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food / travel

Why Argentina's Famous Beef Has Gotten So Fatty

Argentine laws set a minimum weight for slaughtered cattle, forcing farmers to produce 'fattened' beef, but meat eaters are not so keen.

Meat handing in an Argentinian slaughter house
Meat handing in an Argentinian slaughter house
Lucas Villamil

BUENOS AIRES Few things are as easy to spot for an Argentinian as a cut of meat with excess fat on it. We are experts at looking for the right pieces, not too fatty nor too lean, and expect the butcher to work magic with his (or her) knife, to ensure that later on the cook gets a round of applause. Paradoxically, current policies on slaughter conspire against the perfect cut, generating excess fat on beef and undermining profitability in the production chain.

Initially, "animals make more meat than fat," says Gustavo Sueldo, a consultant to the feedlot business, but at the end, "the proportion is inverse and for every added kilogram, 70% is fat. There are a lot of females today that would be slaughtered at 270 kilograms, but producers are being forced to reach 310 kilograms, which raises costs and adds a lot of fat." Customers, he says, respond negatively to this excess fat, concentrated between the meat and rib, and butchers are asked to remove it from cuts.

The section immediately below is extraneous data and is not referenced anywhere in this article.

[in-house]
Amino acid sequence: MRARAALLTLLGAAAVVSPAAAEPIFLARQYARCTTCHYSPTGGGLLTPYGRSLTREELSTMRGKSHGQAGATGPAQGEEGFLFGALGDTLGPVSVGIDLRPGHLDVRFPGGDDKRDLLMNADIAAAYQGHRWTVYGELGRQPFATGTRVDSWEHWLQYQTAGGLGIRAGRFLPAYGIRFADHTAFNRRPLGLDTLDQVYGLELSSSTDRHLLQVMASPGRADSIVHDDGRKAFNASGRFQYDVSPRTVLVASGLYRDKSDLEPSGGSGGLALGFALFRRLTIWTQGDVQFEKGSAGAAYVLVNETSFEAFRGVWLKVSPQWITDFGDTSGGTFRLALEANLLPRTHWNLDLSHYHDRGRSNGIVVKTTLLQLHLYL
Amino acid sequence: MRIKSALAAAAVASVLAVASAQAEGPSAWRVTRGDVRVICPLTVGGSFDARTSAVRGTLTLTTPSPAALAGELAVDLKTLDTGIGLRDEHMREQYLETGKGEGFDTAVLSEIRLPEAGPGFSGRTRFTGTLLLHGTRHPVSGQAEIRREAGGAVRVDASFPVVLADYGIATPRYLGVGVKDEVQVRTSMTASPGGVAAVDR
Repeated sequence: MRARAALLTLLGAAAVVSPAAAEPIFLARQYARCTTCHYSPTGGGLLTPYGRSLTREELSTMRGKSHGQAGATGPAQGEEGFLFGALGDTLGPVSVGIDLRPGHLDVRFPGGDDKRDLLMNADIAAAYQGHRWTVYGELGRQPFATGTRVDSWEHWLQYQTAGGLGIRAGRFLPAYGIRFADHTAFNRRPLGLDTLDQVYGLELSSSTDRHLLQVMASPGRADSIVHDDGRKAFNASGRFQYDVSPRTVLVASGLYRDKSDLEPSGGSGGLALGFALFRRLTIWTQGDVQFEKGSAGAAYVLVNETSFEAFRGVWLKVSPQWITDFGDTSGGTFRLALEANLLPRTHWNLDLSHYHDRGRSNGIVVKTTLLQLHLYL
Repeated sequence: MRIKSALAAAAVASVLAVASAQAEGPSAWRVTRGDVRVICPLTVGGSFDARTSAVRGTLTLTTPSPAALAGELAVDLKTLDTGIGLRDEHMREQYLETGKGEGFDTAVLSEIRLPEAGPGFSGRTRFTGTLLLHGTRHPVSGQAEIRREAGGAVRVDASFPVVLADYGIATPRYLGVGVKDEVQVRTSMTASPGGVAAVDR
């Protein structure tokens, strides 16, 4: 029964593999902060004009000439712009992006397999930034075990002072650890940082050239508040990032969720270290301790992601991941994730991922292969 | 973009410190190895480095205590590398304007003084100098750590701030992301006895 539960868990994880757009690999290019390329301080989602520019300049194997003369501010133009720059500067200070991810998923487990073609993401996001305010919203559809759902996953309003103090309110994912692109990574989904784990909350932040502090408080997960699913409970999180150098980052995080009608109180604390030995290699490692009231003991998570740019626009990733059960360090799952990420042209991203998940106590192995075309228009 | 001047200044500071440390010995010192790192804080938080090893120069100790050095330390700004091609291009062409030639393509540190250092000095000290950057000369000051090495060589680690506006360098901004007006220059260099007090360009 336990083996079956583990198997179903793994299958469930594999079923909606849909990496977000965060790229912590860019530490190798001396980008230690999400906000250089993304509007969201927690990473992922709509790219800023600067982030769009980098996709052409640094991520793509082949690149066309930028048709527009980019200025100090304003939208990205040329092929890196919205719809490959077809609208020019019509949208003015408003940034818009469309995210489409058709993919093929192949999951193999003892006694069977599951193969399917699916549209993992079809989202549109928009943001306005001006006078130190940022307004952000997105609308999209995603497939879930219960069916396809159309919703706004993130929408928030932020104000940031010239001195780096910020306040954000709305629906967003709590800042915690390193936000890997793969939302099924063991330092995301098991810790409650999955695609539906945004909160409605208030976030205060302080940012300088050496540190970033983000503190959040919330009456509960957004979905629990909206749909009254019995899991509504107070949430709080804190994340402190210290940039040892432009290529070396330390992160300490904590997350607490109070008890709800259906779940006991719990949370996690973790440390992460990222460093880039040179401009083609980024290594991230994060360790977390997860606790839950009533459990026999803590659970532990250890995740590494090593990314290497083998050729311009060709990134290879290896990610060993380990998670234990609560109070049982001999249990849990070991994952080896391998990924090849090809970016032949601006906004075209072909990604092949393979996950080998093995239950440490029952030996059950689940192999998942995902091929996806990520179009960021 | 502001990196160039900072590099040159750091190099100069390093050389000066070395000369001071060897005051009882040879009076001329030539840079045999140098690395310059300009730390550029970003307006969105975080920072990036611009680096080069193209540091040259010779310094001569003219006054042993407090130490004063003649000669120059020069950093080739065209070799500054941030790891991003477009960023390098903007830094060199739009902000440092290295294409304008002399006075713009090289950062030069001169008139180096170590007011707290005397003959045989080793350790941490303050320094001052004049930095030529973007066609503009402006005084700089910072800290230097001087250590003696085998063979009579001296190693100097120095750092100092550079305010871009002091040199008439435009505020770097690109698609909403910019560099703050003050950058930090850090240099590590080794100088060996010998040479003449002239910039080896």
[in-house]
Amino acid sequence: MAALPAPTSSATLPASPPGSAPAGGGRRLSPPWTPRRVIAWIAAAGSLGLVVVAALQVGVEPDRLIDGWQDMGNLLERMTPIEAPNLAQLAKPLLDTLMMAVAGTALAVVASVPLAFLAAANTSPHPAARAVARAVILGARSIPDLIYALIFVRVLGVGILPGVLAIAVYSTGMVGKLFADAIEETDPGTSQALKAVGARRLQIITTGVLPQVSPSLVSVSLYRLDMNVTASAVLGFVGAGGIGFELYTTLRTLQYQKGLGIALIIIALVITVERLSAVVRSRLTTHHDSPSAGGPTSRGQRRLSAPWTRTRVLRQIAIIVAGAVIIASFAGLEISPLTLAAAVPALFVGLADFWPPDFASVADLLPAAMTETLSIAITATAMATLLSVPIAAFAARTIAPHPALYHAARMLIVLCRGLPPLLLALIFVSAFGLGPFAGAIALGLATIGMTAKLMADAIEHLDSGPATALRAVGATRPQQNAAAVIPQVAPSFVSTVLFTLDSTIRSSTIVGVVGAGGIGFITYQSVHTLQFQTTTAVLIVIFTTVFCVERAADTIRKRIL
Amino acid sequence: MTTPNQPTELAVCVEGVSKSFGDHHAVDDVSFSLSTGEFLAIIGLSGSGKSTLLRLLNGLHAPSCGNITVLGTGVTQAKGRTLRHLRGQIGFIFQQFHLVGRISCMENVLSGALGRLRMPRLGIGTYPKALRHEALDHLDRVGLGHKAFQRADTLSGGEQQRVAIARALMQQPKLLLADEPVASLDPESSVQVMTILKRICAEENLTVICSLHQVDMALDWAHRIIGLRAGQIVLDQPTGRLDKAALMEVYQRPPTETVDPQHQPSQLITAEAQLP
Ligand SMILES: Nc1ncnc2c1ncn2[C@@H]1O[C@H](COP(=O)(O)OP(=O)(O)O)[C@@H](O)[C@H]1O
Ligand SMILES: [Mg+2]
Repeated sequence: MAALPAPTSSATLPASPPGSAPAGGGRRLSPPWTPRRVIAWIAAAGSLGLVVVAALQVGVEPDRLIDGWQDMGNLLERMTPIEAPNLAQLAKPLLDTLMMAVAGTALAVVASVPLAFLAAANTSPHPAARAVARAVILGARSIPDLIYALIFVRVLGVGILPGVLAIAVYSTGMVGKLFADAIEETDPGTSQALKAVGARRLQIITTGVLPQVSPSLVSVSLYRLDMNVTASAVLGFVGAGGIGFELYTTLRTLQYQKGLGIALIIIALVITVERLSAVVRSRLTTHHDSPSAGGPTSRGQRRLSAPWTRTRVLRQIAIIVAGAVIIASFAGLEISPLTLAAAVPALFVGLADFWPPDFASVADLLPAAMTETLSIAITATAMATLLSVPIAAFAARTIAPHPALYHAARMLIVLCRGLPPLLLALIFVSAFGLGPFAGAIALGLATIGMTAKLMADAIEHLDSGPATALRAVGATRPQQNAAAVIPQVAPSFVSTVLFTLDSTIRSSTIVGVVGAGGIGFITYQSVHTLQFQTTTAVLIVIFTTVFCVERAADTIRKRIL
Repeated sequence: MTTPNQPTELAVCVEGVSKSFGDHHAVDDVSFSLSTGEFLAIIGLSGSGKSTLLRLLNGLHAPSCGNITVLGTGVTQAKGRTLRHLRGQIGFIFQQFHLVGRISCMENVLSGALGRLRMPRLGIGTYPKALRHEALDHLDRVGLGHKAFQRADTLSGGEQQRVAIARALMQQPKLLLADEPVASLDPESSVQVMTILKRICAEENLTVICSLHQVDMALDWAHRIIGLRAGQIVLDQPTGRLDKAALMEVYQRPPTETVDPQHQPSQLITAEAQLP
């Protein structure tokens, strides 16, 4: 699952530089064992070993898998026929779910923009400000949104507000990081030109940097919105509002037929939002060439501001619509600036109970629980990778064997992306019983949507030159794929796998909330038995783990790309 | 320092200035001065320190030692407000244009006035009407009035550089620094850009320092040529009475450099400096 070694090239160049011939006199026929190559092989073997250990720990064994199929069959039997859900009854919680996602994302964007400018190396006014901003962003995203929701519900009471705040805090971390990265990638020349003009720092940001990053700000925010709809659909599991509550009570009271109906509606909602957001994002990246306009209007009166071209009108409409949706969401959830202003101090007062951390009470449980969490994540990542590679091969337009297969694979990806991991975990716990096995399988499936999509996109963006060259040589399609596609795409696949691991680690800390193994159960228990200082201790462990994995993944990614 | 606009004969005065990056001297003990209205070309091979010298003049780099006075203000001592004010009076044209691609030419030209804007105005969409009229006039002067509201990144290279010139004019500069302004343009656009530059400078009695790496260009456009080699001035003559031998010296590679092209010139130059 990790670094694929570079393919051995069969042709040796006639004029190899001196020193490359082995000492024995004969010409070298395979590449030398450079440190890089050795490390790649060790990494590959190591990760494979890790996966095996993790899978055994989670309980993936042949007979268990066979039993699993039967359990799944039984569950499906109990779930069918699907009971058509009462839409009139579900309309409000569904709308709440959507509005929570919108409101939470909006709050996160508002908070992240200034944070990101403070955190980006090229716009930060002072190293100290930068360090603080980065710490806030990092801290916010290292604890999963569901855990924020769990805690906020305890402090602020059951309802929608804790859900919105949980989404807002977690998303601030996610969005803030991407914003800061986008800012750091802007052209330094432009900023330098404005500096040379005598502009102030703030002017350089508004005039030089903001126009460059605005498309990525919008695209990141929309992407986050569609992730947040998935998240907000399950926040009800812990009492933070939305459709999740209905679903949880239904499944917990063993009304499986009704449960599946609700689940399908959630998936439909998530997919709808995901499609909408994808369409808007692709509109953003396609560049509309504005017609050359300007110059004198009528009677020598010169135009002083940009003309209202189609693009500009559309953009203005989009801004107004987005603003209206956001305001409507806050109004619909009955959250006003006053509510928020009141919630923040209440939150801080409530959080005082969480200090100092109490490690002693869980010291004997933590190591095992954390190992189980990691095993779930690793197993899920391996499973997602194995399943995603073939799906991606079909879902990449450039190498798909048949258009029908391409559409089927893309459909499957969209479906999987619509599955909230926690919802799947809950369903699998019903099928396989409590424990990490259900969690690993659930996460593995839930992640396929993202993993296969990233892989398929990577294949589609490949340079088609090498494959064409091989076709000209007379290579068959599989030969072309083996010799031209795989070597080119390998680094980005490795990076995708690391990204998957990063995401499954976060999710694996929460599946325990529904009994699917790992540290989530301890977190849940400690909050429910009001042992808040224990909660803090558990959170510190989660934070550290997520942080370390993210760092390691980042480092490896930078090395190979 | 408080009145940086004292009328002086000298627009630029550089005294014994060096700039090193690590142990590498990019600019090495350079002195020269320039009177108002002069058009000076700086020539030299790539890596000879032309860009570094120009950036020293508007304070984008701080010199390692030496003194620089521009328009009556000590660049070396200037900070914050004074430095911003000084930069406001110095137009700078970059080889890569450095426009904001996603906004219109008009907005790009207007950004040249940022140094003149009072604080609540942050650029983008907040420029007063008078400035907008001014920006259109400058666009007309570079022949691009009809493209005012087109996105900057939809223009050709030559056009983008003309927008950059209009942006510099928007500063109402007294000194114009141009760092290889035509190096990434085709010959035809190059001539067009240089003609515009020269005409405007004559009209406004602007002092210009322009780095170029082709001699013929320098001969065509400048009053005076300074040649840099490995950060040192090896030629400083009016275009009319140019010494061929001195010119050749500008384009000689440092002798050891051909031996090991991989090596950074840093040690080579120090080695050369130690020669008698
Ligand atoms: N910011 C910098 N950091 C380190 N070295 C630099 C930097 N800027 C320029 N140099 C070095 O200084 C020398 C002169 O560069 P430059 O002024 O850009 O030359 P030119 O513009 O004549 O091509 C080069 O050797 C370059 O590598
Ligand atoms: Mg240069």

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Geopolitics

Has Lebanese Politics Finally Freed Itself Of Iran's Influence?

Lebanon's recent elections have shrunk the legislative block led by national power-brokers Hezbollah. But will a precarious new majority be able to rid the government of the long shadow of Tehran?

Supporters of pro-Iranian Hezbollah sit in a street decorated with picture of the party chief Hassan Nasrallah

Ahmad Ra'fat

-Analysis-

The results of parliamentary elections in Lebanon, have put an end to the majority block led by Hezbollah, the paramilitary group concocted by the Islamic Republic of Iran. Hezbollah and its Christian allies, the Free Patriotic Movement, led by President Michel Aoun, lost their 71 seats and will now have 62 (of a total 128 seats).

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